Guest blog post by Kyle Larkin, Impact Public Affairs
The federal election has come and gone, and the results appear to be very similar to those of the 2019 election. While there are still some races that are too close to call, due to mail-in ballots being counted, the Liberals have secured another minority government. The current tally has the Liberals at 158 seats, up 3 from Parliament’s dissolution, the Conservatives at 119 seats, with no gain, the NDP at 25 seats, a gain of 1, the Bloc at 34, a gain of 2 and the Greens at 2, with no gain.
For DSA Canada’s advocacy efforts, the minority government presents opportunities. Firstly, Minister of Women and Gender Equality, Maryam Monsef, lost her seat to a Conservative opponent. This means that the Prime Minister will need to appoint a new Minister, who will hire new policy staff that DSA Canada can engage with. Secondly, with some new Members of Parliament entering the House of Commons, DSA Canada will continue to activate its membership in engaging directly with local MPs, to educate them about direct selling and its economic contributions. Thirdly, the Liberals intend to keep moving forward on files such as rural broadband, childcare and privacy, which each can have an impact on DSA members and the broader industry.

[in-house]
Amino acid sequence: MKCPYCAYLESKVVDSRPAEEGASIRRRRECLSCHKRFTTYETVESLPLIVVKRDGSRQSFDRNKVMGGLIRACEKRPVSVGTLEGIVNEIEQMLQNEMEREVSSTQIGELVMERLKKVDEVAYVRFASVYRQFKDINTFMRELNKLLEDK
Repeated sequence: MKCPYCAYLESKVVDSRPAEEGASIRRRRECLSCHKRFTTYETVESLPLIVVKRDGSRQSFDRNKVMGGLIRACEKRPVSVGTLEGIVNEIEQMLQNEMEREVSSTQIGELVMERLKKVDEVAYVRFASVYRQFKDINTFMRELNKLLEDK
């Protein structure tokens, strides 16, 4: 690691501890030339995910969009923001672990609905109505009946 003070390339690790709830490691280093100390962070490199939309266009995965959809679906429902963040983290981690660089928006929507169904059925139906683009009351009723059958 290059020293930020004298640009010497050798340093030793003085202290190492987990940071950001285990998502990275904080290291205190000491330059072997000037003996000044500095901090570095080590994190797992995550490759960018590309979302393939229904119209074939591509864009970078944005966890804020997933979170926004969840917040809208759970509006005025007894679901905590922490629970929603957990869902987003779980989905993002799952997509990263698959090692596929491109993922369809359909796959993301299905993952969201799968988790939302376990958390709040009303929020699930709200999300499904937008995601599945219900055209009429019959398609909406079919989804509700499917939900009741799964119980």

Looking deeper into the election results does provide a more nuanced impression of the election. For the Liberals, their messaging throughout the campaign on things such as public health, economic recovery and affordability galvanized their members, and even gained them some broader support. The Liberal Party lost seats in rural ridings such as Bay of Quinte in Ontario and South Shore-St. Margarets in Nova Scotia. However, they gained more support from urban and suburban areas, winning seats in ridings such as Markham-Unionville and Aurora-Oak Ridges-Richmond Hill in Ontario and Calgary Skyview in Alberta.
The Conservatives and Erin O’Toole came out fairly neutral. However, a tough road lies ahead for O’Toole and his leadership of the party. During the leadership race, O’Toole presented himself as a “True Blue” conservative. During the campaign, his platform and policies went somewhat against this depiction, including on issues such as a carbon tax and gun control. While there is no scheduled leadership review, O’Toole’s first challenge will be winning the confidence of his caucus in their first meeting.
The NDP and Jagmeet Singh underperformed their polling, as expected. While polls put them between 20% to 24%, they were only able to manage winning just under 18%. They also lost their only seat in Atlantic Canada and only won one seat in Quebec. However, as Parliament is recalled, the NDP will hold significant power as the Liberals will continue to lean on their votes to pass legislation.
The Bloc Quebecois continues to be very strong in Quebec, which helps to prevent any national parties from forming a majority government. They can also hold the balance of power in the House of Commons, and the Liberals will be looking to work with them on key legislation.
The Greens collapsed in this election, winning a seat in Kitchener Centre and on Vancouver Island. Green Leader Annamie Paul finished a distant fourth in Toronto Centre, and will likely resign in the coming months.
Finally, the People’s Party of Canada (PPC) and Maxime Bernier nearly doubled their vote from the previous election, signalling growing dissatisfaction and anger in the community with “politics as usual”. However, they were unable to win a single seat.